At Clayton Heights Optometry, we have the experience and unique approach to children’s eyewear that will make your kids want to wear their glasses. Schedule an eye exam today – you can book an appointment online right here. If you have any questions or concerns, give us a call and we’ll be glad to help.

10 Eye Care Tips for Healthy Vision

Eye Clinic near you in Surrey, BC

Do you eat healthily and work out to keep your body in shape? Did you know that there are specific ways to keep your eyes strong too? You need your eyes for just about everything you do, and vision changes – such as painful vision or seeing blurry – can be extremely frightening. At our eye care center in Surrey, we make it our mission to help you see clearly and comfortably for as many years as possible.

Local Contact lens supplier near you in Surrey, BC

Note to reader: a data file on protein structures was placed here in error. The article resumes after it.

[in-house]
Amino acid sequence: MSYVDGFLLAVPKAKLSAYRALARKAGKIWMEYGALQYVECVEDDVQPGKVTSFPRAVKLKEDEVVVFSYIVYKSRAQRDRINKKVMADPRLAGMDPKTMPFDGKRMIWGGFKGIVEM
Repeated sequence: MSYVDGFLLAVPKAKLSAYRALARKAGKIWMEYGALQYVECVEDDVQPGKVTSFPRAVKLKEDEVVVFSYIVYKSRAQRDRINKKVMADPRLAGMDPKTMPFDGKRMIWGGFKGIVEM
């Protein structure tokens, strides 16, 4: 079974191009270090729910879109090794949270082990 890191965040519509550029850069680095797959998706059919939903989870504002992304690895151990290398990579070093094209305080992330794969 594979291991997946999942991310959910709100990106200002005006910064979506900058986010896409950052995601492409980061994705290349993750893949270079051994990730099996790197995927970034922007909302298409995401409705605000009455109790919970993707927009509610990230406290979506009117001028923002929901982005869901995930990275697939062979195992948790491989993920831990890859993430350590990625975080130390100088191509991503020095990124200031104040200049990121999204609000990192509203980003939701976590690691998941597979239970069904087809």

To ensure that you are armed with all the info you need for powerful peepers, we outlined the following tips:

  1. Eat Well for Your Eyes Specific nutrients are particularly beneficial for healthy eyesight, such as omega-3 fatty acids, vitamin C, vitamin E, lutein, and zinc. The good news is that it’s not too hard to find foods rich in these nutrients. Snack on some berries and nuts, slice the avocado into your sandwich, choose brown rice and quinoa instead of white grains, make a fresh salad with kale and chard, drizzle flaxseed oil as a dressing, steam some broccoli, and eat an orange daily. Fish is a great source of eye-healthy omega-3s, including salmon, mackerel, tuna, and super-food sardines.
  2. Book Regular Eye Exams Don’t wait until you have a problem before scheduling an eye exam in Surrey. Many eye problems don’t have symptoms at the beginning. By the time you notice them, they will have advanced to a more serious stage. Eye diseases such as cataracts, diabetic retinopathy, glaucoma, and macular degeneration can stay silent for a long time. However, when they are detected early – treatment is much more effective. Also, if you wear prescription eyeglasses or contact lenses, an eye exam will confirm that you still have sharp vision.